How to write effective content for your startup landing page

• 7 min read

Define your goal and messaging

Wireframe sketch

When launching a new product, in the rush to get it ready, the marketing website often ends up getting pushed down the priority list. This is totally understandable, there is so much to do and so little time, it is an easy target for pushing back; you’re not launched yet, so it can wait. But this is an opportunity wasted. You could have a presence out there, starting to build a reputation. More importantly, you could be signing up potential users and gathering essential feedback, gauging audience reactions that can shape your product.

Define the goal

First up, we need to have a clear focus for the page. It’s amazing how many startups end up launching a page that makes perfect sense to the team, but fails to effectively tell the outside world what it actually is they do.

Hopefully, you have a pretty clear idea of the core problem your product solves. Write it down. This should serve as the guide for everything else that goes on the page. Anything that isn’t working directly towards selling that message, shouldn’t be anywhere near the homepage.

The most obvious path is to basically describe what your product does. As an activity or task. Try to avoid this, it will lead to weak messaging that fails to convince. Also avoid high-level emotional statements, without concrete descriptions of your product or service. Try to describe the progress your product will unlock for them — how is their life better since they started using your product?

If we take the example of an analytics product, describing it as a task or activity would be something like “measure how your customers are using your product”. Which is a solid enough start, but it fails to address the underlying reason that you want to do that measurement in the first place. Whereas to describe it in the format of progress, or how will they be better, you need to think further down the line, to the end goal. Few people truly care about measuring usage data for its own sake. But pretty much everyone wants to create a successful product, for product managers, CEOs alike their job probably depends on it. It might be something more like “truly understand your customers” or “start building the next unicorn”. You can probably think of waaay better examples than this! The key is to describe how your potential users will be better off after signing up to your product.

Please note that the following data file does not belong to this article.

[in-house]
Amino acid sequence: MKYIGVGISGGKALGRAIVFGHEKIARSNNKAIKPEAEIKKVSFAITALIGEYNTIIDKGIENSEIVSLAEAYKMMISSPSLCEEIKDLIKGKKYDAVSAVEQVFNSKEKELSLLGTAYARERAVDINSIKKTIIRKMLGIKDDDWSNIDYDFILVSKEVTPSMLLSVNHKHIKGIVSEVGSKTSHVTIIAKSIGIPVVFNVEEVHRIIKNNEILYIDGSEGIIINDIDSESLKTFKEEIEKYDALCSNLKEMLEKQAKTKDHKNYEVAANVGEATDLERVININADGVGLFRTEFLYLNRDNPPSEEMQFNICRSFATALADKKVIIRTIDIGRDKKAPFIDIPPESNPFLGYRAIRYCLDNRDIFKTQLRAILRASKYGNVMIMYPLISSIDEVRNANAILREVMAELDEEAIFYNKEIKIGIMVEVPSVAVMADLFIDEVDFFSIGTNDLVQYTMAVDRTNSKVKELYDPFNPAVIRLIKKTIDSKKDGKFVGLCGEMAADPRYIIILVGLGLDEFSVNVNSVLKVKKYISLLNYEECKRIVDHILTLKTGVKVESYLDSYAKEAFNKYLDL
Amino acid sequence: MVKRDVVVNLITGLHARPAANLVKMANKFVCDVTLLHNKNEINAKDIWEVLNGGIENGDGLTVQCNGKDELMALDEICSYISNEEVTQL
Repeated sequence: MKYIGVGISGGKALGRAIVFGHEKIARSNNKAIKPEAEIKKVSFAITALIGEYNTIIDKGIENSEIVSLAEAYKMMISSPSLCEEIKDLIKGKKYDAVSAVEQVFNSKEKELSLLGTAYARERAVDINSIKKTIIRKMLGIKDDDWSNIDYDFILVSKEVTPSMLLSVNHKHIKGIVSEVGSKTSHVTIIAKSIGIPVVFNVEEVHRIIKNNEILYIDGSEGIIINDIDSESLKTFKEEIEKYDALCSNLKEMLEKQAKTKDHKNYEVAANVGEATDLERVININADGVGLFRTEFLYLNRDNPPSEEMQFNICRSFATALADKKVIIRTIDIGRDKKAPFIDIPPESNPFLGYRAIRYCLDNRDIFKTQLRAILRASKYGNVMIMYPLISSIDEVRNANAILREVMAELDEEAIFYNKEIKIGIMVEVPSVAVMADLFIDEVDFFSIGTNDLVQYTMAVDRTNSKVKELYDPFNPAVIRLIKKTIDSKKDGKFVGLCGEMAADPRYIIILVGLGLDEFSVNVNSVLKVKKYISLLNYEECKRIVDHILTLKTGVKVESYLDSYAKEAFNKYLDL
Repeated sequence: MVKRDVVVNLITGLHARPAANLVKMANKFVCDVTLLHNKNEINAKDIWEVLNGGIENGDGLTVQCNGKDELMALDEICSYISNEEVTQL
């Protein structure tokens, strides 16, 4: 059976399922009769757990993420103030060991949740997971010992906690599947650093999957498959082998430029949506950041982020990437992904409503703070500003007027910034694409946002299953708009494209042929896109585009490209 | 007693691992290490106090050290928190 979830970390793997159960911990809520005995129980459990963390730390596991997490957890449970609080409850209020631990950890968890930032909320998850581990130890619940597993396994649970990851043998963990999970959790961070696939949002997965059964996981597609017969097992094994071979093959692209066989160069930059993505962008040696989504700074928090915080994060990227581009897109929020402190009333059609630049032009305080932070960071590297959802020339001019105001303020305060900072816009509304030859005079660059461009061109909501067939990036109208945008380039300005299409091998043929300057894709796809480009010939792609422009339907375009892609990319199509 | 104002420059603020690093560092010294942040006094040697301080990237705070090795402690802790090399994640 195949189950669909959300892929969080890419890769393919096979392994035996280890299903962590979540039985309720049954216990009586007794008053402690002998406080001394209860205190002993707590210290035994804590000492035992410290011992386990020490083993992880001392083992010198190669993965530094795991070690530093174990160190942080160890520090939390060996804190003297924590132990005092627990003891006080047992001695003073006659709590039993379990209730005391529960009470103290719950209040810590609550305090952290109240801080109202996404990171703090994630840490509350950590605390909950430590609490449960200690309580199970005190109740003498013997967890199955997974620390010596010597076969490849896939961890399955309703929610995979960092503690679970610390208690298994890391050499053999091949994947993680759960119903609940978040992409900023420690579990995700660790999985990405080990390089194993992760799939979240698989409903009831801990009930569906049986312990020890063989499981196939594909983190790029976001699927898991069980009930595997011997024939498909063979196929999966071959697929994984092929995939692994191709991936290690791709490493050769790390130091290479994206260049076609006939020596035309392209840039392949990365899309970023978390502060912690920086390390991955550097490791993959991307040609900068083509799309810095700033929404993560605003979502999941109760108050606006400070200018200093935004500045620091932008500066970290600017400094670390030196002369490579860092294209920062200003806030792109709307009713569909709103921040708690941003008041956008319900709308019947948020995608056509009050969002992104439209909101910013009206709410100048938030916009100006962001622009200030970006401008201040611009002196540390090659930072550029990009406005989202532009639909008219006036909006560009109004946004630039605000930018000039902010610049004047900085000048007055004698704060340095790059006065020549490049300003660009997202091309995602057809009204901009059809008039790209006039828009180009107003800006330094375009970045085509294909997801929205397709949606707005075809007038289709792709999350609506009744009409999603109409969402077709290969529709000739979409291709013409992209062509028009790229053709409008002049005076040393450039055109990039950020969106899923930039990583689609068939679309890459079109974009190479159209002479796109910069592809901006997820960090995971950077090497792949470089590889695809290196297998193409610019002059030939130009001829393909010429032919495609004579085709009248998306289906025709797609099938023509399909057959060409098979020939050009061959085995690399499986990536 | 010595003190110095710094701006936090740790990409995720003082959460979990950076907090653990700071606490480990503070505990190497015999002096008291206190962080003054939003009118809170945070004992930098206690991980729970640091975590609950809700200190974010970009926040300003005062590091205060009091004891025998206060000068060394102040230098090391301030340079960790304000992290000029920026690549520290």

If you find that the problem can’t be conveyed in a succinct sentence, it’s a warning sign that it isn’t well enough defined. If you’re having trouble with this, the Jobs to be done framework is a great tool for defining and aligning on a purpose that can be shared across your sales, marketing, product and engineering efforts. The examples above are based on this way of thinking.

Define the message

With your products core purpose defined, it’s time to define your message. This is how you are going to convince your potential customers that your product is the best solution to their problems. This isn’t easy to get right, but without a strong message, you’re unlikely to cut through the noise and urge your potential users into action.

Push v Pull

There are 4 forces that influence a customer switch:

  1. The push of problems with their current solution the problem
  2. The pull of the attraction of the new product
  3. Anxieties and uncertainty of change
  4. The inertia of existing habits and allegiances

For your messaging to be successful, you should appeal to and reassure these 4 forces.

A popular format to start with is that of the strapline, followed by a sentence or two backing this up ie what are you solving and how do you solve it.

Slack features the headline “Imagine what you’ll accomplish together” followed by “Slack is a collaboration hub for work, no matter what work you do. It’s a place where conversations happen, decisions are made, and information is always at your fingertips. With Slack, your team is better connected”.